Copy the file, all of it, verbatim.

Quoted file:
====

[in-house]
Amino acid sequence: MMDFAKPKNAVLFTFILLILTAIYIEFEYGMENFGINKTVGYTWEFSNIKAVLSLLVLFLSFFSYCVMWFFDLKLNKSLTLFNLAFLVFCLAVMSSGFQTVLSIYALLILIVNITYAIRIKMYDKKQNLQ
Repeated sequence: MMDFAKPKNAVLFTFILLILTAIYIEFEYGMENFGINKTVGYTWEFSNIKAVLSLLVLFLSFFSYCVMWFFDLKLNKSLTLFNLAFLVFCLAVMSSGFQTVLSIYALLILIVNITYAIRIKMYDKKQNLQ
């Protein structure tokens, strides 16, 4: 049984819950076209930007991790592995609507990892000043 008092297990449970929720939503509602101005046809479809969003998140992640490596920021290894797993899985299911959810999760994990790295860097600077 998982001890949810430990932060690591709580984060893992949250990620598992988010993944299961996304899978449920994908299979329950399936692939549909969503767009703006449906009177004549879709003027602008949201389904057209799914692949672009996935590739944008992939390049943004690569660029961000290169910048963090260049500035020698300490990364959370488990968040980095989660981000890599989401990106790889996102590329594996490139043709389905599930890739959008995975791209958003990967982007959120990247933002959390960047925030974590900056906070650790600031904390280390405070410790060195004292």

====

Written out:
[in-house]
Amino acid sequence: MMDFAKPKNAVLFTFILLILTAIYIEFEYGMENFGINKTVGYTWEFSNIKAVLSLLVLFLSFFSYCVMWFFDLKLNKSLTLFNLAFLVFCLAVMSSGFQTVLSIYALLILIVNITYAIRIKMYDKKQNLQ
Repeated sequence: MMDFAKPKNAVLFTFILLILTAIYIEFEYGMENFGINKTVGYTWEFSNIKAVLSLLVLFLSFFSYCVMWFFDLKLNKSLTLFNLAFLVFCLAVMSSGFQTVLSIYALLILIVNITYAIRIKMYDKKQNLQ
């Protein structure tokens, strides 16, 4: 049984819950076209930007991790592995609507990892000043 008092297990449970929720939503509602101005046809479809969003998140992640490596920021290894797993899985299911959810999760994990790295860097600077 998982001890949810430990932060690591709580984060893992949250990620598992988010993944299961996304899978449920994908299979329950399936692939549909969503767009703006449906009177004549879709003027602008949201389904057209799914692949672009996935590739944008992939390049943004690569660029961000290169910048963090260049500035020698300490990364959370488990968040980095989660981000890599989401990106790889996102590329594996490139043709389905599930890739959008995975791209958003990967982007959120990247933002959390960047925030974590900056906070650790600031904390280390405070410790060195004292």